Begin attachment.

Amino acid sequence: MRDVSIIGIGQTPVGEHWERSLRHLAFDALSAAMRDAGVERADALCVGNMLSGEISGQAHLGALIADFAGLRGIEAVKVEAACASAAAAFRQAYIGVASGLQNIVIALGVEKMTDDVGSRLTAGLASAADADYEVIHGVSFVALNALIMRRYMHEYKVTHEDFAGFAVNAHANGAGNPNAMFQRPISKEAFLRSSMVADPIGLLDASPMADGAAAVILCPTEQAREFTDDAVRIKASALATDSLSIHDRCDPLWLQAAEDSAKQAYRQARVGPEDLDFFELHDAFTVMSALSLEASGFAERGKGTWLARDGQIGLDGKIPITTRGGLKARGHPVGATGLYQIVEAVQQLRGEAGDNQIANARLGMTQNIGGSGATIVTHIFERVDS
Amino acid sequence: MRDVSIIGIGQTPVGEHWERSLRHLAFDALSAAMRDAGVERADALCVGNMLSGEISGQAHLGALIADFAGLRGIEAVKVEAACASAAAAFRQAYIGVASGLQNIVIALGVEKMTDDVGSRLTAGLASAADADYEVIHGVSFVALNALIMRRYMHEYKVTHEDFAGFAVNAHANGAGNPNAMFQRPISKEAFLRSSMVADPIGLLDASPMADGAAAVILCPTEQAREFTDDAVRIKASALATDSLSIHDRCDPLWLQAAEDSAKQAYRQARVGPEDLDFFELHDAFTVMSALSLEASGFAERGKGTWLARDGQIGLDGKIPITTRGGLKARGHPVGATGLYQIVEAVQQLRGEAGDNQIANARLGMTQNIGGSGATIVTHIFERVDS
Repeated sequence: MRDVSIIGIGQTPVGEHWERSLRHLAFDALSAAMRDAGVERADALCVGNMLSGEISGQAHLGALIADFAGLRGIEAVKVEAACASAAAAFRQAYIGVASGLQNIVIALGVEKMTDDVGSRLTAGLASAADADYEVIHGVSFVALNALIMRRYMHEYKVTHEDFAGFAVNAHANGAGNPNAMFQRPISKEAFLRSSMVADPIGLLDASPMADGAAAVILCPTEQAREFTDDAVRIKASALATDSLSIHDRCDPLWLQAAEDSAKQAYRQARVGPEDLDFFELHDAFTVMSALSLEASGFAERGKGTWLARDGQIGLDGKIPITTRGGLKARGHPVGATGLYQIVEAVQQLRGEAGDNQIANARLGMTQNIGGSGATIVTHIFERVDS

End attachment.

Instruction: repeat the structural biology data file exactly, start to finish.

Amino acid sequence: MRDVSIIGIGQTPVGEHWERSLRHLAFDALSAAMRDAGVERADALCVGNMLSGEISGQAHLGALIADFAGLRGIEAVKVEAACASAAAAFRQAYIGVASGLQNIVIALGVEKMTDDVGSRLTAGLASAADADYEVIHGVSFVALNALIMRRYMHEYKVTHEDFAGFAVNAHANGAGNPNAMFQRPISKEAFLRSSMVADPIGLLDASPMADGAAAVILCPTEQAREFTDDAVRIKASALATDSLSIHDRCDPLWLQAAEDSAKQAYRQARVGPEDLDFFELHDAFTVMSALSLEASGFAERGKGTWLARDGQIGLDGKIPITTRGGLKARGHPVGATGLYQIVEAVQQLRGEAGDNQIANARLGMTQNIGGSGATIVTHIFERVDS
Amino acid sequence: MRDVSIIGIGQTPVGEHWERSLRHLAFDALSAAMRDAGVERADALCVGNMLSGEISGQAHLGALIADFAGLRGIEAVKVEAACASAAAAFRQAYIGVASGLQNIVIALGVEKMTDDVGSRLTAGLASAADADYEVIHGVSFVALNALIMRRYMHEYKVTHEDFAGFAVNAHANGAGNPNAMFQRPISKEAFLRSSMVADPIGLLDASPMADGAAAVILCPTEQAREFTDDAVRIKASALATDSLSIHDRCDPLWLQAAEDSAKQAYRQARVGPEDLDFFELHDAFTVMSALSLEASGFAERGKGTWLARDGQIGLDGKIPITTRGGLKARGHPVGATGLYQIVEAVQQLRGEAGDNQIANARLGMTQNIGGSGATIVTHIFERVDS
Repeated sequence: MRDVSIIGIGQTPVGEHWERSLRHLAFDALSAAMRDAGVERADALCVGNMLSGEISGQAHLGALIADFAGLRGIEAVKVEAACASAAAAFRQAYIGVASGLQNIVIALGVEKMTDDVGSRLTAGLASAADADYEVIHGVSFVALNALIMRRYMHEYKVTHEDFAGFAVNAHANGAGNPNAMFQRPISKEAFLRSSMVADPIGLLDASPMADGAAAVILCPTEQAREFTDDAVRIKASALATDSLSIHDRCDPLWLQAAEDSAKQAYRQARVGPEDLDFFELHDAFTVMSALSLEASGFAERGKGTWLARDGQIGLDGKIPITTRGGLKARGHPVGATGLYQIVEAVQQLRGEAGDNQIANARLGMTQNIGGSGATIVTHIFERVDS